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I am planning to use the Nystroem method to approximate a Gram matrix induced by any kernel function. I found the Nystroem implementation in scikit-learn.

As far as I understood, the full Gram Matrix should be estimated. Let have $x_1, \ldots, x_n$ as data points where $x_i \in \mathbb{R}^d$ for all $i = 1 \ldots n$. My goal is to build a Kernel Matrix containing each pair $k(x_i, x_j)$. Then the output should be $\tilde{G} \in \mathbb{R}^{n \times n}.$ The scikit-learn implementation, however, returns $\tilde{G} \in \mathbb{R}^{n \times m}$ where $m$ is the number of components the user has given for the lower-rank approximation.

How can the full Gram/Kernel Matrix be approximated using scikit-learn?

# imports
from sklearn.kernel_approximation import Nystroem
from sklearn.gaussian_process.kernels import RBF
    
# creating data
x = np.random.normal(size=(100, 2))

# accurate kernel function
kernel = RBF()
gram_matrix = kernel(x)
    
# approximated kernel function
m = 50
kernel_approx = Nystroem(kernel, n_components=m)
gram_matrix_approx = kernel_approx.fit_transform(x)
    
if gram_matrix.shape == gram_matrix_approx.shape:
    print('True')
else:
    print('False')

The shapes are always different. Why?

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Sklearn's Nystroem does not compute the Gram matrix itself, it returns the Feature map $\Phi$. The exact kernel matrix is approximated by $\tilde{G} = \Phi \Phi^\top$. Your code should look like this:

kernel_approx = Nystroem(kernel, n_components=m)
feature_matrix = kernel_approx.fit_transform(x)
gram_matrix_approx = feature_matrix @ feature_matrix.T

And then

if gram_matrix.shape == gram_matrix_approx.shape:
    print('True')
else:
    print('False')

would print what you expect.

You can check how good an approximation you got by visually comparing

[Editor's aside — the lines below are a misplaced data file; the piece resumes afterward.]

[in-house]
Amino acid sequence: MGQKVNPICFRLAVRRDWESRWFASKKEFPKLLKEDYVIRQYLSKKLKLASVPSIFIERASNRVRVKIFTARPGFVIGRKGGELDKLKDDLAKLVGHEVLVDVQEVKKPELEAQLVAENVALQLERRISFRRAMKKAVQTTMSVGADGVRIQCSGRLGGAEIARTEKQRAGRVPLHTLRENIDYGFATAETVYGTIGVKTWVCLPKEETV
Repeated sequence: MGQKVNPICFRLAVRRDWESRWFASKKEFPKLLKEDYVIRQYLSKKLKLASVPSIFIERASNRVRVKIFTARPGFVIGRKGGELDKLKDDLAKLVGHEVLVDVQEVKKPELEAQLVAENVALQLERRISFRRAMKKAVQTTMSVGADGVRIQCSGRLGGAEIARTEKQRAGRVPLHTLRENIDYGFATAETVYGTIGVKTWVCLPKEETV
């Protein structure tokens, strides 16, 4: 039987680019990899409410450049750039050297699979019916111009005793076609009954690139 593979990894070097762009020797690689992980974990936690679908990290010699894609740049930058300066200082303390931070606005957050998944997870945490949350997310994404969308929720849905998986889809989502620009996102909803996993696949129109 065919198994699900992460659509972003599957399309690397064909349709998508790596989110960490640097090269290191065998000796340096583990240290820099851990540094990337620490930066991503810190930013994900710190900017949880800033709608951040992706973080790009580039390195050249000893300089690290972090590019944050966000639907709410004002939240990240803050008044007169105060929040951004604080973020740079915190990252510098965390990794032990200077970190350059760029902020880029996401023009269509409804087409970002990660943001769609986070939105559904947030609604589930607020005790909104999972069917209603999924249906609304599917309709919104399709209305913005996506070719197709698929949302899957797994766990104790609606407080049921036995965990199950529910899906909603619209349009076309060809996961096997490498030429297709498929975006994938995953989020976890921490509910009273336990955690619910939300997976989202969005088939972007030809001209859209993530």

import matplotlib.pyplot as plt
plt.matshow(gram_matrix)
plt.matshow(gram_matrix_approx)
plt.show()

If you do want the $n \times n$ Gram matrix, it will take $\mathcal{O}(n^2)$ time if you compute it directly, and $\mathcal{O}(n^2 m)$ time if you first compute the Nystroem approximation and then evaluate $\Phi \Phi^\top$, so computing it directly would be faster.

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  • $\begingroup$ I have actually implemented the Nystroem Method by myself now. It is marginally faster than computing it directly. As I understood, the singular value decomposition which was done by scikit-learn is not necessary and only needed for the proof or not? And if the approximation has a worse running time complexity (by your statement), why is it used anyways? $\endgroup$ – Manh Khôi Duong Jul 10 at 19:56
  • $\begingroup$ When you actually want to apply it in kernel methods, the low-rank approximation $\Phi \Phi^\top$ can significantly speed up computation - details depend on the algorithm, but you never compute the product $\Phi \Phi^\top$ directly, instead you compute matrix-vector products $\Phi (\Phi^\top v)$. $\endgroup$ – STJ Jul 11 at 20:39
  • $\begingroup$ @ManhKhôiDuong did my answer actually answer your question? if so it'd be nice if you could accept it, if not I'd be happy to clarify, just let me know! :) $\endgroup$ – STJ Jul 13 at 16:31

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